Separator types

Some schematics of typical two- and three-phase separators are shown in horizontal and vertical orientations.Horizontal two-phase separator 

Figs. 1 and 2 illustrate two types of horizontal separators, as can be seen, a weir plate is installed to prevent the gas phase being carry-under to the liquid outlet, and well positioned liquid level to prevent the liquid carry-over from the gas outlet

 

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Performance impediments

Foaming

When pressure is reduced on certain types of crude oil, tiny bubbles of gas are encased in a thin film of oil when the gas comes out of solution. This may result in foam, or froth, being dispersed in the oil and creates what is known as “foaming” oil. In other types of crude oil, the viscosity and surface tension of the oil may mechanically lock gas in the oil and can cause an effect similar to foam. Oil foam is not stable or long-lasting unless a foaming agent is present in the oil.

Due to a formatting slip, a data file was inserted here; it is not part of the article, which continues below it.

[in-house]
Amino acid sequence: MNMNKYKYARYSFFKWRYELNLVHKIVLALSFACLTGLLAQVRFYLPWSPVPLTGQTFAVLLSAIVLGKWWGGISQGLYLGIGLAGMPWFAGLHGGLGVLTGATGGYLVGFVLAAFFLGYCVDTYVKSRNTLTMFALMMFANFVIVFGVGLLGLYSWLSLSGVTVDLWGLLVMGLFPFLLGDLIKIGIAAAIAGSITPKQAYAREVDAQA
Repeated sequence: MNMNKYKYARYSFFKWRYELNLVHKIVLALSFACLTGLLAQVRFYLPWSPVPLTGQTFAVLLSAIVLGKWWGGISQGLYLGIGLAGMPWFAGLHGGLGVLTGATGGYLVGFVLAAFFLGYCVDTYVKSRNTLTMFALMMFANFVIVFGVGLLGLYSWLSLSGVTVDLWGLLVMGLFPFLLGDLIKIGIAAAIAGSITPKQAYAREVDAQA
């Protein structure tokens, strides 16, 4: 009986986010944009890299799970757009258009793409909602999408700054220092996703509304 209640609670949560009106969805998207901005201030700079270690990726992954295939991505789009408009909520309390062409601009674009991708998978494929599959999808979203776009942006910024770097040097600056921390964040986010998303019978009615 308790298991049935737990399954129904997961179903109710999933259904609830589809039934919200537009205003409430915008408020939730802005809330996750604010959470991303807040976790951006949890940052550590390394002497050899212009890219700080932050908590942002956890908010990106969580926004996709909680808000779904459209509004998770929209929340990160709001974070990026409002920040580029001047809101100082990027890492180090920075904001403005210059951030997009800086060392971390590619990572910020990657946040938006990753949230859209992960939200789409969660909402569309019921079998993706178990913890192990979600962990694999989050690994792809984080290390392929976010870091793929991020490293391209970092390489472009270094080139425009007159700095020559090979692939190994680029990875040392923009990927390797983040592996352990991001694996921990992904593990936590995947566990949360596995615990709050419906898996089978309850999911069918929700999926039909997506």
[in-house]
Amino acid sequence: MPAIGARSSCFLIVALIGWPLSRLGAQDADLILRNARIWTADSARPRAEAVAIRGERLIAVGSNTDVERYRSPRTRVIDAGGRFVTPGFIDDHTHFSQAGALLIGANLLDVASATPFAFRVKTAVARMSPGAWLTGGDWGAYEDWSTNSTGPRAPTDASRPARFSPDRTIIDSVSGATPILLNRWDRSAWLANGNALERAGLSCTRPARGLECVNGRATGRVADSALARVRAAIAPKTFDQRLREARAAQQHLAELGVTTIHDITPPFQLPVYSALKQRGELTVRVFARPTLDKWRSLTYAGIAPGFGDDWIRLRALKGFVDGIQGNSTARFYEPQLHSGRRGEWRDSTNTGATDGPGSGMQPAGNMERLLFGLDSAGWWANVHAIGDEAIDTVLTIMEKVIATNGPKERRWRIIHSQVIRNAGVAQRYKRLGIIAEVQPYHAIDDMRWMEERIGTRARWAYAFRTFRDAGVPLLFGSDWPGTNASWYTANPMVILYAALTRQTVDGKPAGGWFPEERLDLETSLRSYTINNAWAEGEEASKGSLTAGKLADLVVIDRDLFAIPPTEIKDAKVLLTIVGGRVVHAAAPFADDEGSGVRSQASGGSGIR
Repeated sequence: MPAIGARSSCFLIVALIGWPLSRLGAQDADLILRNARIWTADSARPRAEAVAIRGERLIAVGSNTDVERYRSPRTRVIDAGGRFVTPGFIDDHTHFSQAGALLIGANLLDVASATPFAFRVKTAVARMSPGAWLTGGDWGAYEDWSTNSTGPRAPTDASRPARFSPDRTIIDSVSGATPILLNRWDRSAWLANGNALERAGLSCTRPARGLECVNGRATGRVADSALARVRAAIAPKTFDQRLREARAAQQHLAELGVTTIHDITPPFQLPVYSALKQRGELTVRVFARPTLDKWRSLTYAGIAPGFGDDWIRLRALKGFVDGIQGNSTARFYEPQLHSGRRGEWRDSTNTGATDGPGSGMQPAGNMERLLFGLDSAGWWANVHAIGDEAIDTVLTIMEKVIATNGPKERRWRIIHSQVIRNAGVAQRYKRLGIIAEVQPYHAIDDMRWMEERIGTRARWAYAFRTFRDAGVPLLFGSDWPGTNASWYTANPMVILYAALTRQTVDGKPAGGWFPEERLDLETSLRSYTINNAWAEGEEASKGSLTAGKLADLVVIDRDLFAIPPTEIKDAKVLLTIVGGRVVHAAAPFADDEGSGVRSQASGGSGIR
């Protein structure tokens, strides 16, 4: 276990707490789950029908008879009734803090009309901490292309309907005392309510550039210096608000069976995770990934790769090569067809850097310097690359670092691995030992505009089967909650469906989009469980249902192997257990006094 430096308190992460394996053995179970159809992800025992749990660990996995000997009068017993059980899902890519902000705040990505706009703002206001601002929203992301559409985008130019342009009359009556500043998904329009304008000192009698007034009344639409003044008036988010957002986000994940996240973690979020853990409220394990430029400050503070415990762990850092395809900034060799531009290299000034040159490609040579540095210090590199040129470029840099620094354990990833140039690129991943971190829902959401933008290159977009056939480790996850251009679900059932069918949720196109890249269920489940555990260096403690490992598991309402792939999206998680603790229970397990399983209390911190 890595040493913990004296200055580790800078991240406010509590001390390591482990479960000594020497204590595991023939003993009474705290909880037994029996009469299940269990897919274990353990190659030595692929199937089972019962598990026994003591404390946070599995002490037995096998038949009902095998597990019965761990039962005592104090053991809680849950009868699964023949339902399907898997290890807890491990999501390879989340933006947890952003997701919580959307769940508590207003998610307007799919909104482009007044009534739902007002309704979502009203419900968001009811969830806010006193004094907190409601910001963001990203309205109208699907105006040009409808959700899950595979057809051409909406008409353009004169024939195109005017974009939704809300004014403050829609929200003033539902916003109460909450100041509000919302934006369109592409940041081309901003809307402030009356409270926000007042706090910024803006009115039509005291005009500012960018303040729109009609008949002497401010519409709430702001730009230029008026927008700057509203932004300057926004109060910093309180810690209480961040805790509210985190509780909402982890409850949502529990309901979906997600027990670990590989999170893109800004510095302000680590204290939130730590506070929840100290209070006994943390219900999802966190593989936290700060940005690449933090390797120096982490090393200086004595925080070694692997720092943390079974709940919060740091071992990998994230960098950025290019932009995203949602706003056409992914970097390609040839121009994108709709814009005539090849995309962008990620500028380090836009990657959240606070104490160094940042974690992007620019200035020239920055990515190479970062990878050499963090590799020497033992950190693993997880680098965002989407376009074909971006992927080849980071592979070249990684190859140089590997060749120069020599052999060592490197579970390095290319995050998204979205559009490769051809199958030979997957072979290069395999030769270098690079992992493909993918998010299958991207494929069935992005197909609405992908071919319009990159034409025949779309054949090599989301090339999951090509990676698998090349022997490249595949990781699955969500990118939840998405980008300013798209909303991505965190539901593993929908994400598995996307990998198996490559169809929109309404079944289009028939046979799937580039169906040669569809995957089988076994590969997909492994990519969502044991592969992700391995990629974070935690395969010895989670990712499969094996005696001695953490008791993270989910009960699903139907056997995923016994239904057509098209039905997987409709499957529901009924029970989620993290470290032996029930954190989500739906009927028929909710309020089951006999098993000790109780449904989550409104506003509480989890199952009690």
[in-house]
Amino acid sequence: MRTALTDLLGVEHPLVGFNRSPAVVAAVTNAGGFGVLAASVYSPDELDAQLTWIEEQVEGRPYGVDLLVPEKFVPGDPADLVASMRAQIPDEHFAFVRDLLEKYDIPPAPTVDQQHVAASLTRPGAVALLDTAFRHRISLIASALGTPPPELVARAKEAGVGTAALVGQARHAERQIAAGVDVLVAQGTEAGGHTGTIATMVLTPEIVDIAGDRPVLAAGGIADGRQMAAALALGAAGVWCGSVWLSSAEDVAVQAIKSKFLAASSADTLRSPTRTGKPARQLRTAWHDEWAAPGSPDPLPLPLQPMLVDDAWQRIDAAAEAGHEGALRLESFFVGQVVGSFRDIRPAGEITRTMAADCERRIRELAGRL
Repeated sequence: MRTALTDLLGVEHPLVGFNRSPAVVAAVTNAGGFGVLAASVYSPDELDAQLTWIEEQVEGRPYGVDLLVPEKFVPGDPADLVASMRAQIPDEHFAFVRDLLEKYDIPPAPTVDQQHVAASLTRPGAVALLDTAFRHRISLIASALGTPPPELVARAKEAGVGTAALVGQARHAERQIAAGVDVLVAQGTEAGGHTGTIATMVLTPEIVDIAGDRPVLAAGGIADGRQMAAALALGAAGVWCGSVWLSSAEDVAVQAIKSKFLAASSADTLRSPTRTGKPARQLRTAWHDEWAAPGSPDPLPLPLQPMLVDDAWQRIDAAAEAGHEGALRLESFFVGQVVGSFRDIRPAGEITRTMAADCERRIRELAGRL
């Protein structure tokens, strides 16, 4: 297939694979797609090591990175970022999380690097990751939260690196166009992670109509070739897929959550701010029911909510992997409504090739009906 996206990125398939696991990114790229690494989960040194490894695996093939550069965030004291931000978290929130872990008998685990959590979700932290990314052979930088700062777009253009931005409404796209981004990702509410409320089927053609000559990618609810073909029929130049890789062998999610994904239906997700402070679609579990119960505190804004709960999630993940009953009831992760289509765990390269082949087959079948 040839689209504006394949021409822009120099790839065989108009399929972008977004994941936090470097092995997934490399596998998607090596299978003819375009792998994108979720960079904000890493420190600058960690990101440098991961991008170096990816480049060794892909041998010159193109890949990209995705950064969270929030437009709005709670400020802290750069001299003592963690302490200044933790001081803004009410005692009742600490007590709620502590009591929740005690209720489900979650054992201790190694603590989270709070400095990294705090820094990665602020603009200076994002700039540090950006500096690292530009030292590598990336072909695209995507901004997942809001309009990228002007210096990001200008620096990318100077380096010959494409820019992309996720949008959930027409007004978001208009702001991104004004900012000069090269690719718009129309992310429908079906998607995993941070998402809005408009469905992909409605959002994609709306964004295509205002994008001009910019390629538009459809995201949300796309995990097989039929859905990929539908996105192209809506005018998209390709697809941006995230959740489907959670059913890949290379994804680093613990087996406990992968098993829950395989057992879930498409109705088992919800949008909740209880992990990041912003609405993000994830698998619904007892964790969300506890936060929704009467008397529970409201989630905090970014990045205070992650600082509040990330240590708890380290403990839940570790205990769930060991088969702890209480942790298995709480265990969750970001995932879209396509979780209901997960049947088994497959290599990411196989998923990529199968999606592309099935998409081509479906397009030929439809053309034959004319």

Whether crude oil is foamy is not well known. The presence of a surface active agent and process conditions play a part. The literature indicates organic acids as being a foaming agent. High-gravity oils and condensates typically do not result in foaming situations, as described by Callaghan et al.[1]

 

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